What Google might leave on the table in China

Walking away from one of the 21st century's most promising technology markets could have a significant long-term effect on Google's finances.

Tom Krazit Former Staff writer, CNET News
Tom Krazit writes about the ever-expanding world of Google, as the most prominent company on the Internet defends its search juggernaut while expanding into nearly anything it thinks possible. He has previously written about Apple, the traditional PC industry, and chip companies. E-mail Tom.
Tom Krazit
3 min read

This post was updated at 2:02 p.m. PST with the closing price of Google's stock.

Doing business in China comes at a price. But for Google, not doing business in China could prove quite expensive.

Google's ultimatum to the Chinese government that it no longer will censor search results on Google.cn could force the company out of China, if Google follows through on its threat. The Chinese government is not expected to allow such a thing, especially after such a public slap in its face.

That means Google could be stepping away from perhaps the biggest technology business opportunity of the decade. China, already home to the most Internet users in the world at 338 million active users, is still in the very beginning of its Internet era. Only 25 percent of China's 1.38 billion people are actively using the Internet, according to the China Internet Network Information Center.

Google's current operation in China is small. David Drummond, Google's senior vice president and chief legal officer, told CNBC Tuesday that Google's revenue in that country is "truly immaterial." Market share numbers vary, but according to ComScore Google has 14.1 percent of the Chinese search market, trailing Baidu's 62.2 percent.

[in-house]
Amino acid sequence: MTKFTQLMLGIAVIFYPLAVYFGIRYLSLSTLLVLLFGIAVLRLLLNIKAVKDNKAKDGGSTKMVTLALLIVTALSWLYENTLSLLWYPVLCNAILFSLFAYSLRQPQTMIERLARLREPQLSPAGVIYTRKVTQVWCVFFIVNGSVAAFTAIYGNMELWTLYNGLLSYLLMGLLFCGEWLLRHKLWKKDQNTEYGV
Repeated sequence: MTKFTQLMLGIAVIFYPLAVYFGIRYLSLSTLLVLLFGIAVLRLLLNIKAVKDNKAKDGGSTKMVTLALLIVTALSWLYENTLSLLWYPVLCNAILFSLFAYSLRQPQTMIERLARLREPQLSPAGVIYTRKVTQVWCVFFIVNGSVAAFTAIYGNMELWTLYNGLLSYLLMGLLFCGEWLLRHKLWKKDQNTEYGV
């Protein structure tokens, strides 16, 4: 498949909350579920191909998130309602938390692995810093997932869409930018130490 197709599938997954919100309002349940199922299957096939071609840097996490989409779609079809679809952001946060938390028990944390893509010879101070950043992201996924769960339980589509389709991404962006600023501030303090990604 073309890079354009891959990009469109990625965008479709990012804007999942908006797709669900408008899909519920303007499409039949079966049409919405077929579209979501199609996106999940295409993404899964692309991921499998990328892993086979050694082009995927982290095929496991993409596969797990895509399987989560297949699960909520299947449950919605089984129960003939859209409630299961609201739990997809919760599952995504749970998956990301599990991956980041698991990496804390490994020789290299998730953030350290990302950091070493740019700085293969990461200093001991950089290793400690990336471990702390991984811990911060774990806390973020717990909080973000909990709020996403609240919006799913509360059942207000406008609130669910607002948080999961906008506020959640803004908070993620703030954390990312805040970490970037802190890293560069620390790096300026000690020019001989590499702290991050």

Still, Piper Jaffray's Gene Munster estimated that Google China would produce 2 percent of Google's 2010 revenue, which financial analysts in general expect to be $20.47 billion. That's a little more than $400 million, and Google China is growing faster than other parts of Google's business, Munster said in a research note distributed Wednesday. Google does not break out specific figures for its China operation in its quarterly earnings reports or in its annual report.

David Drummond, Google's senior vice president and chief legal officer, told CNBC Tuesday that Google's revenue in China is "truly immaterial." Google

"As a sensitivity to next year's growth, if Google China ceased to operate as of Q2, our 2010 [year over year] revenue growth estimates would go to 17 percent from 18.4 percent," Munster wrote.

And beyond next year, the business opportunity in China is only expected to grow. Google has not been able to dent Baidu's advantage, but even maintaining 20 percent of a large, fast-growing market would provide Google with a healthy revenue stream away from the boom-and-bust U.S. economy, as well as the reams of data that Google covets on Internet usage habits.

China is also a big source of research and development labs for major technology companies, which would leave Google on the outside if it followed through on its threat to withdraw entirely. Part of the attacks on its infrastructure involved the theft of intellectual property assets that Google refused to identify, which could raise concerns inside Google about the security of any operations it conducts inside of China.

Google is expected to enter into discussions with the Chinese government over the next several weeks regarding its ability to offer a censorship-free search engine in China, if such a thing is even feasible. Assuming China is unwilling to accept uncensored results, Google may have no choice at this point but to walk away from a huge source of future business.

Investors reacted negatively to Google's decision, sending its stock down 0.6 percent, or $3.39, to close at $587.09. During the course of the day, however, the stock price actually row from early lows.